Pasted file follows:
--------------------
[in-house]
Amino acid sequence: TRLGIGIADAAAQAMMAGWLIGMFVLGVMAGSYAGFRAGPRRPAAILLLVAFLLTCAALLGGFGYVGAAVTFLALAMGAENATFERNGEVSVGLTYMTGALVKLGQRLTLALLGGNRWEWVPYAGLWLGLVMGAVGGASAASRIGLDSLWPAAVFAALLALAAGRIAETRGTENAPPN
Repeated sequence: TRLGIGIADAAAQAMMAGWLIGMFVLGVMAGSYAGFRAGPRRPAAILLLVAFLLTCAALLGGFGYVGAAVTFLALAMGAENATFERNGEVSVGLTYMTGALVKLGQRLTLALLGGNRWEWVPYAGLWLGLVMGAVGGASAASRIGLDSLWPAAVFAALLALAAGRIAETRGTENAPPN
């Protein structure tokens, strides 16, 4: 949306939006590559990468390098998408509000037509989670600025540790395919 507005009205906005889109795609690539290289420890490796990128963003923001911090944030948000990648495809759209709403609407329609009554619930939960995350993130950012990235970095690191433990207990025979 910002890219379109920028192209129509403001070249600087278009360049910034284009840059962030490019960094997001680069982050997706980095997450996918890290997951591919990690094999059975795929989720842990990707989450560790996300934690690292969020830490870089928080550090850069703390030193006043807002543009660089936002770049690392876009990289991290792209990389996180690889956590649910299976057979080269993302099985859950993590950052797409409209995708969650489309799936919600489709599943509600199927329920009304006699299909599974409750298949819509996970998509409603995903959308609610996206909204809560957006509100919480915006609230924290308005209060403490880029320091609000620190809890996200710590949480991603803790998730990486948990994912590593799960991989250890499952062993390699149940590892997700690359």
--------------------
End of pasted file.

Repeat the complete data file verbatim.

[in-house]
Amino acid sequence: TRLGIGIADAAAQAMMAGWLIGMFVLGVMAGSYAGFRAGPRRPAAILLLVAFLLTCAALLGGFGYVGAAVTFLALAMGAENATFERNGEVSVGLTYMTGALVKLGQRLTLALLGGNRWEWVPYAGLWLGLVMGAVGGASAASRIGLDSLWPAAVFAALLALAAGRIAETRGTENAPPN
Repeated sequence: TRLGIGIADAAAQAMMAGWLIGMFVLGVMAGSYAGFRAGPRRPAAILLLVAFLLTCAALLGGFGYVGAAVTFLALAMGAENATFERNGEVSVGLTYMTGALVKLGQRLTLALLGGNRWEWVPYAGLWLGLVMGAVGGASAASRIGLDSLWPAAVFAALLALAAGRIAETRGTENAPPN
């Protein structure tokens, strides 16, 4: 949306939006590559990468390098998408509000037509989670600025540790395919 507005009205906005889109795609690539290289420890490796990128963003923001911090944030948000990648495809759209709403609407329609009554619930939960995350993130950012990235970095690191433990207990025979 910002890219379109920028192209129509403001070249600087278009360049910034284009840059962030490019960094997001680069982050997706980095997450996918890290997951591919990690094999059975795929989720842990990707989450560790996300934690690292969020830490870089928080550090850069703390030193006043807002543009660089936002770049690392876009990289991290792209990389996180690889956590649910299976057979080269993302099985859950993590950052797409409209995708969650489309799936919600489709599943509600199927329920009304006699299909599974409750298949819509996970998509409603995903959308609610996206909204809560957006509100919480915006609230924290308005209060403490880029320091609000620190809890996200710590949480991603803790998730990486948990994912590593799960991989250890499952062993390699149940590892997700690359």